5 Questions You Were Too Afraid to Ask About Being a Screenwriter

In other words, here’s another way of looking at all those nasty facts about establishing your TV or film writing career. Time now for The Answers Nobody Wants to Hear:

scary questionsby Emily Guder

For those hoping to break in, the world of screenwriting can seem like a black box. Unless you know industry insiders or have an agent, your first screenplay’s journey from Final Draft to production will be an unparalleled challenge. That’s why screenwriting organization The Black List teamed up with Film Society of Lincoln Center in New York to answer your burning questions.

The panelists—Chris Sparling (Cannes 2015 entry “Sea of Trees,” directed by Gus Van Sant), Shari Springer Berman (“American Splendor,” “The Nanny Diaries,” “Ten Thousand Saints”), Michael Zam (“Best Actress”) and Lara Shapiro (“The Americans”)—joined moderator Franklin Leonard, creator of The Black List, to discuss everything from finding the right agent to when it’s time to quit your day job.

1. Do I have to live in L.A. to have a career as a working writer?

LA vs. NY: It’s a big quandary for those seeking a career in entertainment. While L.A. is inarguably the epicenter of the film industry, many writers prefer the creative, art-based community of New York. “I like being in the New York bubble,” said Shari Springer Berman. “It allows me to write and not think about the business end, which clogs your brain instead of thinking about whatever you’re writing.” Lara Shapiro concurred: “When I go to L.A. I’m in battle mode on the pitch circuit.”

Many of the panelists also remarked on the benefits of the New York indie film world’s supportive community. “We all know each other,” said Berman. “You edit in the same places. You come to each other’s screenings. It’s very supportive.” But just how feasible is it to sustain a career across the country from Hollywood? “It’s not as important to live in L.A. because of things like Skype,” said Chris Sparling. “That said, your presence puts you in mind if you’re just starting out.” Michael Zam interjected: “But producers don’t always want to do a Skype meeting. Push for it if you can.”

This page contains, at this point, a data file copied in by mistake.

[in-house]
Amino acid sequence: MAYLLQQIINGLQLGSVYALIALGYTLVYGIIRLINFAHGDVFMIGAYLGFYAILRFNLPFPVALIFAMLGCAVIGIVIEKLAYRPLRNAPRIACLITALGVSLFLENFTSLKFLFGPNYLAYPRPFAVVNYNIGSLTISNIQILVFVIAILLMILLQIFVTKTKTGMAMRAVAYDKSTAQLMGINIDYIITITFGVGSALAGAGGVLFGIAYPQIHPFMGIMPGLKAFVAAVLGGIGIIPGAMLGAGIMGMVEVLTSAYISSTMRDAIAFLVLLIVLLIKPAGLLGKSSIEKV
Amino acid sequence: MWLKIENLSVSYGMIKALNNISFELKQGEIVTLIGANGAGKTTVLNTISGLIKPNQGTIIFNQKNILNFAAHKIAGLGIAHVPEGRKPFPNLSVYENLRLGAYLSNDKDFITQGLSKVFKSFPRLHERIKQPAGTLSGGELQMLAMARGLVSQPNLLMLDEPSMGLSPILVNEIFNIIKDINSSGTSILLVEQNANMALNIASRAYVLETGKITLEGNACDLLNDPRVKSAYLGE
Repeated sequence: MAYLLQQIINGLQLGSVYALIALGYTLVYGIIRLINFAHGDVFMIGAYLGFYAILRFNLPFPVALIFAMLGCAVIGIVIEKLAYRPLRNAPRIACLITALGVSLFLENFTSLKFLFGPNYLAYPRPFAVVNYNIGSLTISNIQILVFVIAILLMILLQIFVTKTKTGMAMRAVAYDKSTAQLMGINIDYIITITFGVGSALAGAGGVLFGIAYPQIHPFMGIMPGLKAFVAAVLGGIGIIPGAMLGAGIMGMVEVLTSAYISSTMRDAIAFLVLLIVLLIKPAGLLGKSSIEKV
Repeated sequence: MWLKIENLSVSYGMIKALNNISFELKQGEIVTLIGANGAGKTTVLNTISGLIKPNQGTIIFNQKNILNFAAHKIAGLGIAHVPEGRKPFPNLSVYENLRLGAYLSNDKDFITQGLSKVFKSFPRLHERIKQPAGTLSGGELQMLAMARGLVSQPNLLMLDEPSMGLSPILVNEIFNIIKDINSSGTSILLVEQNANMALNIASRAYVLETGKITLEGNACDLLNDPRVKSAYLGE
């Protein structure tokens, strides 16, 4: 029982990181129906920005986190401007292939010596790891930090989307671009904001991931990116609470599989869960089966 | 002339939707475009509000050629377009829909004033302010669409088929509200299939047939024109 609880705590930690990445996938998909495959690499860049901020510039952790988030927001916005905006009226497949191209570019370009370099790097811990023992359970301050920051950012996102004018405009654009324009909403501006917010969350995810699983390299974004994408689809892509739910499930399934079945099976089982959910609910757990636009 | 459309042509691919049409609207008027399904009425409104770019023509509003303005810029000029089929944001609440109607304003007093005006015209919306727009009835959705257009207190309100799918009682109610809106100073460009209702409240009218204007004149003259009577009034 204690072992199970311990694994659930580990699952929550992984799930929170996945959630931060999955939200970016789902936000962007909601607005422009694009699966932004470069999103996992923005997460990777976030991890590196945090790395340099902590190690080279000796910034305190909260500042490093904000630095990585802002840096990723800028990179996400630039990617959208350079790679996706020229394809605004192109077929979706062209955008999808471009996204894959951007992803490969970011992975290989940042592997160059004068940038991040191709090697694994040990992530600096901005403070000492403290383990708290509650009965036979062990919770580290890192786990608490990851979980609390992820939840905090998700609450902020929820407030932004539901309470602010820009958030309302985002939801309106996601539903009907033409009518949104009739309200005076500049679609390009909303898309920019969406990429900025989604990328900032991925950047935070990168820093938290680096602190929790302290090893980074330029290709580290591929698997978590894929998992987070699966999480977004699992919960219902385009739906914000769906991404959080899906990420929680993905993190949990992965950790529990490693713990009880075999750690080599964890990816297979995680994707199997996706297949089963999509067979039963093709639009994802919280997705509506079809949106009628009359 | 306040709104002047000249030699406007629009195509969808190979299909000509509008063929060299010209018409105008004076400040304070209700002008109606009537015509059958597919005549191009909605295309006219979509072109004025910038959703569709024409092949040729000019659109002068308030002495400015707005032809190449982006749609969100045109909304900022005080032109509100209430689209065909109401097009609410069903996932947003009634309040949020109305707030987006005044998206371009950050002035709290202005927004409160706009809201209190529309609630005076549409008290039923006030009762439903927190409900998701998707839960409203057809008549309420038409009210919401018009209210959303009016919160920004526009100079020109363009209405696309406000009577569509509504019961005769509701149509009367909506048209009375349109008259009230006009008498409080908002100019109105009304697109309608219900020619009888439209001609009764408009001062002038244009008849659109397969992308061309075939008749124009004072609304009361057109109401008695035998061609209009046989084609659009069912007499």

If you’re looking to get into the television sector, though, there’s a consensus that L.A. is the better option. “One thing that’s changed in the past couple years is that there are a lot more TV writing opportunities,” said Shapiro. “Those don’t exist as much in New York. For people who are trying to establish themselves as writers in any arena, being an assistant in a writers’ room is a great way to get in. You can’t do that here in New York.”

2. How do I find the right agent?

When you’re green and looking for an agent, “you don’t want the famous agent,” said Berman. Early in her career, Berman applied for representation at a big agency and was rejected. Months later, she received a call from the agent’s assistant; he had been promoted and was looking for promising new clients. “You want people looking to find clients,” continued Berman. “They’ll work hard for you and you’ll come up together. With a big agent, you’re not going to be their priority.”

Read it all at Indiewire